Narrating the Diverse Past

Building Collections Histories

By Amara Thornton (Research Officer)

Histories of collections and archaeology are based on a number of different sources. Some of these are easier to find and access than others. For researching collections histories relating to Barbados, published primary sources such as British and American newspaper reports, books, and articles written at or close to the time of collection, excavation, display, or acquisition are the most readily available source for building up collections histories.

Thankfully, many of these have been digitised and are available through databases such as Internet Archive and HathiTrust or through the Library of Congress, the Smithsonian Institution Libraries and the British Library,  the Early Caribbean Digital Archive and the Digital Library of the Caribbean. Sometimes there are notes on collectors in museum databases, such as the British Museum’s Collection Online, or the Smithsonian’s Collection database. These sources often are written by White collectors and excavators, or contain only their names. Many do not contain the names of Black, Indigenous or other People of Colour who were collectors and excavators.

There were various newspapers published in Barbados throughout the colonial period of its history. Where copies of historic newspapers are still extant, in many cases these have not been digitised. However, thanks to the British Library’s Endangered Archives programme digital images of issues of Barbados Mercury Gazette, spanning the late 18th and early 19th centuries, are available online.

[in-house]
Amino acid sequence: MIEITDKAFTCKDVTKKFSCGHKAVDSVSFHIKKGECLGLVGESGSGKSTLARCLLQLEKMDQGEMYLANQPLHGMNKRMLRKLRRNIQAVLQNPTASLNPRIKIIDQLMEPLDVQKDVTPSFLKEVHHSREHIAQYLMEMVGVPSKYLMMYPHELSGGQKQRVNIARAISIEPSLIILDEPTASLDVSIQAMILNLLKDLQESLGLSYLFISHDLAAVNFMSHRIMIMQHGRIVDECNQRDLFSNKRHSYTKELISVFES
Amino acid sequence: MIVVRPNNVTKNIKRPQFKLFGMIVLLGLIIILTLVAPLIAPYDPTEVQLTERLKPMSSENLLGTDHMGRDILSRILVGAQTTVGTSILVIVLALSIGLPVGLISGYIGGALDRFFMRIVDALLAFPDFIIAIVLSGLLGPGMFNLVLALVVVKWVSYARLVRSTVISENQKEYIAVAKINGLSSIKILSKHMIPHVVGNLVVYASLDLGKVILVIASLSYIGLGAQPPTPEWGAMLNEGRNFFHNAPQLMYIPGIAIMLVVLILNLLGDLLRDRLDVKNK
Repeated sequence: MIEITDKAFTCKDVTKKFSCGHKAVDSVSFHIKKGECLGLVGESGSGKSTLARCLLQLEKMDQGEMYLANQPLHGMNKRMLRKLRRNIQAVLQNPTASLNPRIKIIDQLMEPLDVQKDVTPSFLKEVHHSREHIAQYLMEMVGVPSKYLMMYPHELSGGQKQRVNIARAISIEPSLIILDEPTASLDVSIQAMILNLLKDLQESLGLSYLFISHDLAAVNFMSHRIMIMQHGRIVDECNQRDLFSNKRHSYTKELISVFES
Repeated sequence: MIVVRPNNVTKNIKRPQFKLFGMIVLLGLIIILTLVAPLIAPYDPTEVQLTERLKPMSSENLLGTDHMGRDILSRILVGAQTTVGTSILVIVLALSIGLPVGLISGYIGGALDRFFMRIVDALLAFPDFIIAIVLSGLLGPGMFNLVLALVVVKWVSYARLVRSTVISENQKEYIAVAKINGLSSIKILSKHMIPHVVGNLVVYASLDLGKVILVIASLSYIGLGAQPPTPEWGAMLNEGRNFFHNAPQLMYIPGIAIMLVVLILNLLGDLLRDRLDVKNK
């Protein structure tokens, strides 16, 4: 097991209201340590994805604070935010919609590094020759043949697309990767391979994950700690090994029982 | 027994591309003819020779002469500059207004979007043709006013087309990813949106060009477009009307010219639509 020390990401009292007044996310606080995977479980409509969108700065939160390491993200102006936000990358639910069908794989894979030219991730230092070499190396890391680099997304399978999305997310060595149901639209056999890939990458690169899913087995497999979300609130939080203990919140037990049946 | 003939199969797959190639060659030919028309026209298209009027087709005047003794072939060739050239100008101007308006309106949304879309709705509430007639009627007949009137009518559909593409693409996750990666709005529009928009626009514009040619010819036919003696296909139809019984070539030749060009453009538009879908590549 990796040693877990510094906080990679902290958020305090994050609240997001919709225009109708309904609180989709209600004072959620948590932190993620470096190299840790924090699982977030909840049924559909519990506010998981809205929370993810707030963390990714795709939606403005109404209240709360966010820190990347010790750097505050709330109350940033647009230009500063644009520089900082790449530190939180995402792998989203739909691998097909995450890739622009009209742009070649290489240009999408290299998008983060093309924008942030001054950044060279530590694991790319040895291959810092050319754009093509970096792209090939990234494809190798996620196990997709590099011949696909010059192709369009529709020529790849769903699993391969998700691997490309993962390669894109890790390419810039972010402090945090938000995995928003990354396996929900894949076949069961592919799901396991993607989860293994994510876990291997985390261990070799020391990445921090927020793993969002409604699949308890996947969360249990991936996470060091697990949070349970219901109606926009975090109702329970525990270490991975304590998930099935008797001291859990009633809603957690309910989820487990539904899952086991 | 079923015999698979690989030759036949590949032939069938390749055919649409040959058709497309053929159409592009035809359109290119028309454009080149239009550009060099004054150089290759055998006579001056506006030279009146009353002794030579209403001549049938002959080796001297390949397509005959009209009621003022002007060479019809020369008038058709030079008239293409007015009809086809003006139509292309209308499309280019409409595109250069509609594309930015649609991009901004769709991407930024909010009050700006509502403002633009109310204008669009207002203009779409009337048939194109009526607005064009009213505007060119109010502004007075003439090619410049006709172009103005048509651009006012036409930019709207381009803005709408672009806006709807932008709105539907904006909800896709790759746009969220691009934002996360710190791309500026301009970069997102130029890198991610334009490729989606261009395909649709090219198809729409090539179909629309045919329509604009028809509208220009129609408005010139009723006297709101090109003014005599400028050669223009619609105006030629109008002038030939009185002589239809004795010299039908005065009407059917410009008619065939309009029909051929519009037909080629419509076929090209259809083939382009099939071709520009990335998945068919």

Specific details of Black, Indigenous and other People of Colour active in collecting and excavating archaeology in the past are more likely to appear in archives than in published sources. The accessibility of primary archive source material has been severely restricted by the coronavirus pandemic.  Even if the pandemic were not affecting research, where relevant archives have been catalogued (and this is by no means always the case), the catalogues may not record evidence of details of collections histories.  Locating and accessing relevant material in archives is a painstaking, laborious and expensive process, meaning that some histories are easier to tell than others.

Further Reading

100 Histories of 100 Worlds in One Object [website].

Das, Subhadra; Lowe, Miranda. 2018. Nature Read in Black and White: decolonial approaches to interpreting natural history collections. Journal of Natural Science Collections 6: 4-14.

Levi, Amalia, 2018. The Barbados Mercury digitization and digital scholarship opportunities. Presentation 11 Jul 2018. [Online]

Mishra, Ananya; Parikh, Danika; Suryanarayan, Akshyeta, 2019. Untold Histories Museum Tours: stories of collecting through colonialism and conflict. University of Cambridge Museums.